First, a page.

By 2015, that detailed assessment of projected spending determined that the condition of each unit would require significant spending over the next three years to keep the two units in service through 2027. Given this new spending projection, the company undertook a new analysis, which indicated that deactivation in 2017 was more economic by $270 million to $400 million as compared to the program designed to sustain them through 2027, and that deactivation in 2016 could avoid an additional $27 million in capital and operations and maintenance costs. Based on this analysis, the Entergy Operating Committee approved deactivation effective June 1, 2016, and submission of an Attachment Y Notice to the Midcontinent ISO.
W. Dale Claudel, employed by Entergy Services as Vice President of Power Plant Operations-Louisiana within Fossil Operations, noted in companion Sept. 30 testimony: “Legacy steam units, like WG 2&4, utilize the Rankine thermodynamic cycle to convert heat into mechanical work, which in turn drives an electrical generator. By contrast. CCGTs utilize the Rankine cycle as a ‘bottoming’ cycle to recover energy from the exhaust of a gas combustion turbine (Brayton thermodynamic cycle), which would otherwise go unused, to perform work and further increase efficiency. As a result, the efficiencies of modern CCGT plants are much higher than that of legacy steam plants. ELL’s nine legacy steam units have been in service for several decades and subject to routine wear and tear across many years of operation. Their advanced ages. along with the 1960’s and 1970’s technologies they employ, suggest that most of these units are candidates for further assessment, [reliability/sustainability] programs, or deactivation.”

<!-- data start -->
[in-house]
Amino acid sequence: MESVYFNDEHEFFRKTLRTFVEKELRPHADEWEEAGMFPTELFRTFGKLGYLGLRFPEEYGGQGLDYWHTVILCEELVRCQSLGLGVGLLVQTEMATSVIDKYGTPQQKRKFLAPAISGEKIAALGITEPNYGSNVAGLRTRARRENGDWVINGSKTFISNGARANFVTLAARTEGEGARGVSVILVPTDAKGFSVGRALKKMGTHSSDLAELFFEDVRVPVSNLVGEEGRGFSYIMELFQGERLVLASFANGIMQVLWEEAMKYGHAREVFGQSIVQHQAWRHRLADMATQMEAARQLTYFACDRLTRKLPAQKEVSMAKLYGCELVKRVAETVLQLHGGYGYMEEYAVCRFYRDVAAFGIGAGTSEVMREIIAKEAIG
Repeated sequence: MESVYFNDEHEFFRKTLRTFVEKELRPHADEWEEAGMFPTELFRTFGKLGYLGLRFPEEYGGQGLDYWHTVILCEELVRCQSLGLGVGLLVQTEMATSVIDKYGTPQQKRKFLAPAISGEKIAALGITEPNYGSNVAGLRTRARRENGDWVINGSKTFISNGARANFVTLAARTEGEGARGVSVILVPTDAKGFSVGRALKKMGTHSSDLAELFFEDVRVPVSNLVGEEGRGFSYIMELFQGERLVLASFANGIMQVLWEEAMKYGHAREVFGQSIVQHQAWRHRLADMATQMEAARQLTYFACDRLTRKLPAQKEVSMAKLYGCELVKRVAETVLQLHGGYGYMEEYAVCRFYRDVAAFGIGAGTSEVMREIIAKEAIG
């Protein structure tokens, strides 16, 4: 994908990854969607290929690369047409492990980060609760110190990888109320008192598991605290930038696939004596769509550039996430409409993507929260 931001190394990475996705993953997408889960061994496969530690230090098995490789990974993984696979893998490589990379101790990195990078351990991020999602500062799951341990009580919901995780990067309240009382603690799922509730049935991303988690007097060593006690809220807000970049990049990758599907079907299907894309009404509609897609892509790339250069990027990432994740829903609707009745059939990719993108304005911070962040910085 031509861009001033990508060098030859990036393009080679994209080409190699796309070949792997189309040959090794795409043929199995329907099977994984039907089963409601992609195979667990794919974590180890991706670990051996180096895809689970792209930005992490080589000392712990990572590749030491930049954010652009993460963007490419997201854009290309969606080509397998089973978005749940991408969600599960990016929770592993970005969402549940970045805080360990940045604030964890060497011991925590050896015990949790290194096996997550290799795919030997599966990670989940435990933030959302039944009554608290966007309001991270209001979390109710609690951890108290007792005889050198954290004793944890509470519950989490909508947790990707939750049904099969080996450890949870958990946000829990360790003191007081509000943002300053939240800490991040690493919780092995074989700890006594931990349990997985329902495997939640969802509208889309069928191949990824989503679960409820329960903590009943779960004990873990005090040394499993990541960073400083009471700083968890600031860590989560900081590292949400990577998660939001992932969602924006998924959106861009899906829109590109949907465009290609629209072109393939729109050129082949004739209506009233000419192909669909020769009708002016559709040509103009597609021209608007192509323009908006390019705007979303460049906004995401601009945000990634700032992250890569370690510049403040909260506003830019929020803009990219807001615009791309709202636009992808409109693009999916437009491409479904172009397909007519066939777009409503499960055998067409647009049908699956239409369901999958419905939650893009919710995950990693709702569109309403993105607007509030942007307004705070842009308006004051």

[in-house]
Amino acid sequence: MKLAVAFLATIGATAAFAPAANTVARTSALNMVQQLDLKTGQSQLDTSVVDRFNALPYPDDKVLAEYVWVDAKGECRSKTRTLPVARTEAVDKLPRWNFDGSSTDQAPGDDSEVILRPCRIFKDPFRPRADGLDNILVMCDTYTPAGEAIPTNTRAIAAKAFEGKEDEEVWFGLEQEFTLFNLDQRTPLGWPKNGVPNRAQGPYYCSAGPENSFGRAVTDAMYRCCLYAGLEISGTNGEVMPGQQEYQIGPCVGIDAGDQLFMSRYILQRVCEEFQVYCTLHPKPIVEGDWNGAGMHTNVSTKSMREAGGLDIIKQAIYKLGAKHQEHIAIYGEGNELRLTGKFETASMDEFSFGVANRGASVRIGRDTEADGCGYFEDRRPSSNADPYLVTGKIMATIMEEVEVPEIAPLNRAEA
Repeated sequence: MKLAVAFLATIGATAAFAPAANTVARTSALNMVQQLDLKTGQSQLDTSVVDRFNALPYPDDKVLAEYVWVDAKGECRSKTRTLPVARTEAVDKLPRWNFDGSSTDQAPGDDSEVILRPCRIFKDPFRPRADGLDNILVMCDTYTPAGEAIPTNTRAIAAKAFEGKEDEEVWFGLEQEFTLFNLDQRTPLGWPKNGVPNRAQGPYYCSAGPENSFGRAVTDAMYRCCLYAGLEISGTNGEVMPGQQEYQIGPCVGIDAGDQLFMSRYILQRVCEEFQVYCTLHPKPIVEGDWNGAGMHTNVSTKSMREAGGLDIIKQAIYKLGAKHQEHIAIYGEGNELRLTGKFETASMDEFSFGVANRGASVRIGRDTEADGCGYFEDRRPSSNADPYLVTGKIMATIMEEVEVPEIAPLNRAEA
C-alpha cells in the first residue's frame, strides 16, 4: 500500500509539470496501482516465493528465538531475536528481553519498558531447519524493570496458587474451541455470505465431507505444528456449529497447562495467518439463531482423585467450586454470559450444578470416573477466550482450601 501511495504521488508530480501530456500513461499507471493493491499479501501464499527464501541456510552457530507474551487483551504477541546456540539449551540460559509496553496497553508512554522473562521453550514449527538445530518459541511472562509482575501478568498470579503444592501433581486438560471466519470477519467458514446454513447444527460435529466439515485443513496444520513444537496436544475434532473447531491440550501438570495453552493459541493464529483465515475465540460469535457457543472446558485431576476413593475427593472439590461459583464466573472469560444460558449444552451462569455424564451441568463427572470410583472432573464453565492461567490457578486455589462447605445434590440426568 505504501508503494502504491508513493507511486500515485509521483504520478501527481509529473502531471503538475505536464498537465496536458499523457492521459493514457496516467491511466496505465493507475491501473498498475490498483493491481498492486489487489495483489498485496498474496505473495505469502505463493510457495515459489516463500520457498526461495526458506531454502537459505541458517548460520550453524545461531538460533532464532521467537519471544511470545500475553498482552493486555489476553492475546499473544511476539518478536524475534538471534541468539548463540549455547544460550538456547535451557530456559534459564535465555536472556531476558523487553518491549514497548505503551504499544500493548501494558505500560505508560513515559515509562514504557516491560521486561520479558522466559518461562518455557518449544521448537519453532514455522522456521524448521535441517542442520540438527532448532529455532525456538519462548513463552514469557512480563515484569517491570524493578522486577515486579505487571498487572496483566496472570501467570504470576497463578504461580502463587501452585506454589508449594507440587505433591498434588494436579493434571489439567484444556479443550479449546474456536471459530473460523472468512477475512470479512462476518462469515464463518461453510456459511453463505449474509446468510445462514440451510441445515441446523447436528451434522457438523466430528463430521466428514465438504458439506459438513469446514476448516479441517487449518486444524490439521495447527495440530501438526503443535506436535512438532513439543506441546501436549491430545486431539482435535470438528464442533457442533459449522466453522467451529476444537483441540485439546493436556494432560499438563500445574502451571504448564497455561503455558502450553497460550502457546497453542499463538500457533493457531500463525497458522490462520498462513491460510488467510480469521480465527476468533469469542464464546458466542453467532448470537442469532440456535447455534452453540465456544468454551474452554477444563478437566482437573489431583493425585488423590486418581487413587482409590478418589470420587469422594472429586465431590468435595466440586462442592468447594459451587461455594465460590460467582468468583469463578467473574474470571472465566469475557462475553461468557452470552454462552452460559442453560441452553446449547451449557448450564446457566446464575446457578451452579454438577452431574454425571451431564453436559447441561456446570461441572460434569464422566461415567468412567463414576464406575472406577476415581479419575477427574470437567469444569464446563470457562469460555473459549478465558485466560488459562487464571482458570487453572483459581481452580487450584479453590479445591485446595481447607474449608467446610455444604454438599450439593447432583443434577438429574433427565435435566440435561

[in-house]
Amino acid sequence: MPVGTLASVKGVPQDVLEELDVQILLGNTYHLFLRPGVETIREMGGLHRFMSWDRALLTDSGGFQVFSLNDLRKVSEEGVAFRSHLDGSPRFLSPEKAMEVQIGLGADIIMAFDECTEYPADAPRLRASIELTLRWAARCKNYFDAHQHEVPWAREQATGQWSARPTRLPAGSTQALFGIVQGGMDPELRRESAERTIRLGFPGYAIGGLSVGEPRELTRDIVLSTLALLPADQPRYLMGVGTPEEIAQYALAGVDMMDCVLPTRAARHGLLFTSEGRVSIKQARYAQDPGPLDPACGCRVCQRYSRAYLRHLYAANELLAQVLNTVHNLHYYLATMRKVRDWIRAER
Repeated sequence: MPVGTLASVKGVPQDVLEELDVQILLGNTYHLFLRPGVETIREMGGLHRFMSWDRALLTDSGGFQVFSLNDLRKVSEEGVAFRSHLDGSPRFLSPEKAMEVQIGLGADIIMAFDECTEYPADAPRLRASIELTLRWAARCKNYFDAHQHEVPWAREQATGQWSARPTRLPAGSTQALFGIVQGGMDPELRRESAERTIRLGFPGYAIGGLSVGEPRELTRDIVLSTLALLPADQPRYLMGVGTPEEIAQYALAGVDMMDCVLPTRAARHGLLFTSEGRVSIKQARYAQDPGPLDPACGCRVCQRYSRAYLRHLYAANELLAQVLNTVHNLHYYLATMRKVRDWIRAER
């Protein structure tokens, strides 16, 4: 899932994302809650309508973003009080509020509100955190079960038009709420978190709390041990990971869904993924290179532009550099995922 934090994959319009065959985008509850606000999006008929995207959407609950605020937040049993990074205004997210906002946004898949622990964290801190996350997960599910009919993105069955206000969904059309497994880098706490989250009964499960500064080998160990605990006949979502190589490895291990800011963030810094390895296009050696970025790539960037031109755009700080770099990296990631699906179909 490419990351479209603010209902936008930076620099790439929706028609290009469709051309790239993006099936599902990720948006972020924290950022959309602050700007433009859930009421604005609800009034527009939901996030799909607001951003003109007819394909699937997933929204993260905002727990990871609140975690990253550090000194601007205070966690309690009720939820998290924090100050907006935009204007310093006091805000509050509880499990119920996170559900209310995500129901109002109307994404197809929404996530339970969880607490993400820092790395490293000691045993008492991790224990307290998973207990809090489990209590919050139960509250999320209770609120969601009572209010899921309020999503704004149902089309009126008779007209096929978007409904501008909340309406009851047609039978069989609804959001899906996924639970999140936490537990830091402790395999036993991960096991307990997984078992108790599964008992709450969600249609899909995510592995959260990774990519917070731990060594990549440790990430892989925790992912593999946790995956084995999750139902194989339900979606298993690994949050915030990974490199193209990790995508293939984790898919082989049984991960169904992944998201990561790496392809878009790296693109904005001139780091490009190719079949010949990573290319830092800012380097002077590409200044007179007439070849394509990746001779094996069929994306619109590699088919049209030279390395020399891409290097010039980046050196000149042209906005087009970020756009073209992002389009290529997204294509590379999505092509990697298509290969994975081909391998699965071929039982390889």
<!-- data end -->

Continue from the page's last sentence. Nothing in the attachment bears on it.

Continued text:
Notable is that Entergy Louisiana is currently before the commission for approval of two combined cycle gas turbine (CCGT) projects:
- Entergy Louisiana applied Nov. 2 at the Louisiana commission for approval of the construction of the Lake Charles Power Station (LCPS), a nominal 994-MW CCGT facility in Westlake, Louisiana. Entergy Louisiana said in that application that it has a substantial overall long-term need for base load and core load-following generation capacity. This need persists notwithstanding the completion of the Ninemile 6 CCGT facility, the acquisition of the gas-fired Union Power Station Power Blocks 3 and 4, and the anticipated construction of the proposed St. Charles Power Station. Without the future capacity additions reflected in ELL’s supply plan, the company would have a projected capacity deficit of over 2,400 MW in 2020. Assuming all of the other planned additions are made, without LCPS, ELL’s capacity deficit could nevertheless grow to more than 900 MW by 2020 and almost 1,900 MW by 2028.
- There is also a longer standing application for the St. Charles CCGT, 980 MW, with a Louisiana PSC decision expected in the fourth quarter of this year.